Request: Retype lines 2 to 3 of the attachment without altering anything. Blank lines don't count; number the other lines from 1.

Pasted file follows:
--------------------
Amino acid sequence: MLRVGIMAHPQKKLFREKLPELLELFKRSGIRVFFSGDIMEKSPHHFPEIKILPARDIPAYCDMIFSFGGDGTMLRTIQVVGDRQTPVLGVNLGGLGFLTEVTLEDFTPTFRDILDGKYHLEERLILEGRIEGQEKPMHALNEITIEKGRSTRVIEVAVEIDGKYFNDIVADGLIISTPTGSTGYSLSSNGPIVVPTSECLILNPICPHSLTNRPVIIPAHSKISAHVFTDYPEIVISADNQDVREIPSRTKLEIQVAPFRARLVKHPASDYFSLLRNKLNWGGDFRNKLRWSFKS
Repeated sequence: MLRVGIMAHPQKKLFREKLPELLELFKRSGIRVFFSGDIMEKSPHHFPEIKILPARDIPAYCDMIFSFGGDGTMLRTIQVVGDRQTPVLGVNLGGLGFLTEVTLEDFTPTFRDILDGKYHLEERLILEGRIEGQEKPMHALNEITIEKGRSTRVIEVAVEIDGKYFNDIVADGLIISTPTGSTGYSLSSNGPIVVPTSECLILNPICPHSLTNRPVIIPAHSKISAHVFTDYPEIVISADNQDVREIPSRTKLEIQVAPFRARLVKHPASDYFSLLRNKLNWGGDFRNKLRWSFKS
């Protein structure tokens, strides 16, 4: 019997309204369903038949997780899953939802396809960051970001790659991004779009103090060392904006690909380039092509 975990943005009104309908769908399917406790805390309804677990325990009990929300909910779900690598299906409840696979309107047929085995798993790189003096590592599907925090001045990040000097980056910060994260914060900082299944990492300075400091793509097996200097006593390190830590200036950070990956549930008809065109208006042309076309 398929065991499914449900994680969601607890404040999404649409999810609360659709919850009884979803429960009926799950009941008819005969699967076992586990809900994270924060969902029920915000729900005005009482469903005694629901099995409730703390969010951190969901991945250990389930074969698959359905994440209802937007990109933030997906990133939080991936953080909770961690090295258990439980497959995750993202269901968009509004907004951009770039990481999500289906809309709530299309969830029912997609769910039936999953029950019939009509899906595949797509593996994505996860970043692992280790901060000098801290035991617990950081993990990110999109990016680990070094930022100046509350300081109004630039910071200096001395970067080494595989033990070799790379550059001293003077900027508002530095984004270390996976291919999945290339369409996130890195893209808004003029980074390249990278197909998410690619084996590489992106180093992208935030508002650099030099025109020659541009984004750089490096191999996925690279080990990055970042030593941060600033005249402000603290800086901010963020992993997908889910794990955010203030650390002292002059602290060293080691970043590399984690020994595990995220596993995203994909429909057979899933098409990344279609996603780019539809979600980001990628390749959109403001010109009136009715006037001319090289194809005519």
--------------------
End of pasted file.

Repeated sequence: MLRVGIMAHPQKKLFREKLPELLELFKRSGIRVFFSGDIMEKSPHHFPEIKILPARDIPAYCDMIFSFGGDGTMLRTIQVVGDRQTPVLGVNLGGLGFLTEVTLEDFTPTFRDILDGKYHLEERLILEGRIEGQEKPMHALNEITIEKGRSTRVIEVAVEIDGKYFNDIVADGLIISTPTGSTGYSLSSNGPIVVPTSECLILNPICPHSLTNRPVIIPAHSKISAHVFTDYPEIVISADNQDVREIPSRTKLEIQVAPFRARLVKHPASDYFSLLRNKLNWGGDFRNKLRWSFKS
């Protein structure tokens, strides 16, 4: 019997309204369903038949997780899953939802396809960051970001790659991004779009103090060392904006690909380039092509 975990943005009104309908769908399917406790805390309804677990325990009990929300909910779900690598299906409840696979309107047929085995798993790189003096590592599907925090001045990040000097980056910060994260914060900082299944990492300075400091793509097996200097006593390190830590200036950070990956549930008809065109208006042309076309 398929065991499914449900994680969601607890404040999404649409999810609360659709919850009884979803429960009926799950009941008819005969699967076992586990809900994270924060969902029920915000729900005005009482469903005694629901099995409730703390969010951190969901991945250990389930074969698959359905994440209802937007990109933030997906990133939080991936953080909770961690090295258990439980497959995750993202269901968009509004907004951009770039990481999500289906809309709530299309969830029912997609769910039936999953029950019939009509899906595949797509593996994505996860970043692992280790901060000098801290035991617990950081993990990110999109990016680990070094930022100046509350300081109004630039910071200096001395970067080494595989033990070799790379550059001293003077900027508002530095984004270390996976291919999945290339369409996130890195893209808004003029980074390249990278197909998410690619084996590489992106180093992208935030508002650099030099025109020659541009984004750089490096191999996925690279080990990055970042030593941060600033005249402000603290800086901010963020992993997908889910794990955010203030650390002292002059602290060293080691970043590399984690020994595990995220596993995203994909429909057979899933098409990344279609996603780019539809979600980001990628390749959109403001010109009136009715006037001319090289194809005519």